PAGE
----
Ginseng Reverses Lung Damage in Asthma

Asthma is a disease of the airways and lungs where airflow both in and out of the lungs is restricted. It is characterized by shortness of breath, wheezing and coughing. Most asthmatics have intermittent "attacks" and are symptom free at other times. Some asthmatics however, are never symptom free. Over time, there is damage to the tissues of the lungs and until now, this damage was thought to be irreversible.

Current asthma therapies such as inhaled steroids are effective in reducing inflammation but do nothing to heal the tissues of the airways. These drugs also have serious side effects such as cataracts, osteoporosis and decreased immune response. New therapeutic options that have fewer side effects and reverse chronic changes in the lungs are essential. This study aimed to determine if oral administration of ginseng would reverse lung histopathology (cell damage).

Mice bred to be prone to chronic asthma were divided into four groups: control, placebo, ginseng, and dexamethasone (a steroid). All mice except those in the control group were sensitized and challenged with ovalbumin. Then, mice in the ginseng group were given 2 gr per kg per day of ginseng and mice in the dexamethasone group received 1 mg/kg per day of dexamethasone for 1 week.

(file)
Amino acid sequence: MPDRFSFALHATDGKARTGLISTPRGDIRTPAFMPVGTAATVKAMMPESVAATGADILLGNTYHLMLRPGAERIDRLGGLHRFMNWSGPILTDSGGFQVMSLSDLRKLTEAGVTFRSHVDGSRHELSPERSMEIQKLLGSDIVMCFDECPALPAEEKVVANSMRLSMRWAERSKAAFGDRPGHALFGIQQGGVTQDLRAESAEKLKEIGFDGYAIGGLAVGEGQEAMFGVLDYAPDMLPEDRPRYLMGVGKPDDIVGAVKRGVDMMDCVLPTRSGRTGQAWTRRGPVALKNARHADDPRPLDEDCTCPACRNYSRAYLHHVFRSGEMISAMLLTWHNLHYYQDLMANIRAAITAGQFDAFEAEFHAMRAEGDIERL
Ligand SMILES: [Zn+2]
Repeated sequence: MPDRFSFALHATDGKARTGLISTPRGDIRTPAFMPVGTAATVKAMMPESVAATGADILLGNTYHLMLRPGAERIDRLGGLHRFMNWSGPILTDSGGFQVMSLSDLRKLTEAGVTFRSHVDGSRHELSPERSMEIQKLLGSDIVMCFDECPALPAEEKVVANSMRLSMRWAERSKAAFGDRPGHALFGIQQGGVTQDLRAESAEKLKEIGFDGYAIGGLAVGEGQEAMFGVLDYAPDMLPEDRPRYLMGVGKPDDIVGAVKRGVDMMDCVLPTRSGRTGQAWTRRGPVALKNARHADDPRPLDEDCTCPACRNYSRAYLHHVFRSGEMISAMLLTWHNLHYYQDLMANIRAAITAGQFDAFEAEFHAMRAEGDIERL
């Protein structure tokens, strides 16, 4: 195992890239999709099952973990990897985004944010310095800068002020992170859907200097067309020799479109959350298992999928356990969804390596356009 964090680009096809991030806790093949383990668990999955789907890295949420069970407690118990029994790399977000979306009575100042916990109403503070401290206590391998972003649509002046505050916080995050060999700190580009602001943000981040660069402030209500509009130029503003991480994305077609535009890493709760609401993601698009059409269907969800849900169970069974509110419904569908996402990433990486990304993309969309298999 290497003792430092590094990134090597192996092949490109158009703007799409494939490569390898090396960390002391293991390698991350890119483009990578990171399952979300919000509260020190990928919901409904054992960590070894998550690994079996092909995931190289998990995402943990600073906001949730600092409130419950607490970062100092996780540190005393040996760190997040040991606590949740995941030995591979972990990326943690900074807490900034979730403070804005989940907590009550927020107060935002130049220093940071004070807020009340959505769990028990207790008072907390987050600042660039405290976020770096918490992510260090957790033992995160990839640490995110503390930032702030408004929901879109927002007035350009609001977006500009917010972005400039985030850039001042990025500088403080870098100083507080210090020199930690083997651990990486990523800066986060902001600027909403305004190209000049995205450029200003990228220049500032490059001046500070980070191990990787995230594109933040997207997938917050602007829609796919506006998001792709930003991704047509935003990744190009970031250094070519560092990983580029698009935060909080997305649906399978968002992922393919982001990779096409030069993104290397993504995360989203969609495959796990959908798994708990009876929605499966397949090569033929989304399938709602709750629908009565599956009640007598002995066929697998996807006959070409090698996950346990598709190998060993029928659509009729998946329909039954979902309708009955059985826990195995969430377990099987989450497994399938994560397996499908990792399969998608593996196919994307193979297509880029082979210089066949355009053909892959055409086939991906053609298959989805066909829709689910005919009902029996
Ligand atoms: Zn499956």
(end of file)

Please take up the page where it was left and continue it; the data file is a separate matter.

Lung histopathology was evaluated by using light and electron microscopy in all groups. All of the chronic changes of airways in the ginseng group were significantly improved when compared with the placebo group. When compared with the dexamethasone group, the ginseng group had significantly lower numbers of mast cell count. Mast cells are a type of cell which plays a significant role in the inflammatory response of the immune system. Thicknesses of basement membrane, epithelium, and subepithelial smooth muscle were not statistically different between the ginseng and dexamethasone groups. Goblet cell (mucous secreting cells) numbers were much more reduced in the dexamethasone group. The study concluded that ginseng is effective in resolving the established chronic histopathological changes of the lungs in the murine model of asthma.
Sources: http://www.ncbi.nlm.nih.gov/pubmed/18611306

 

 

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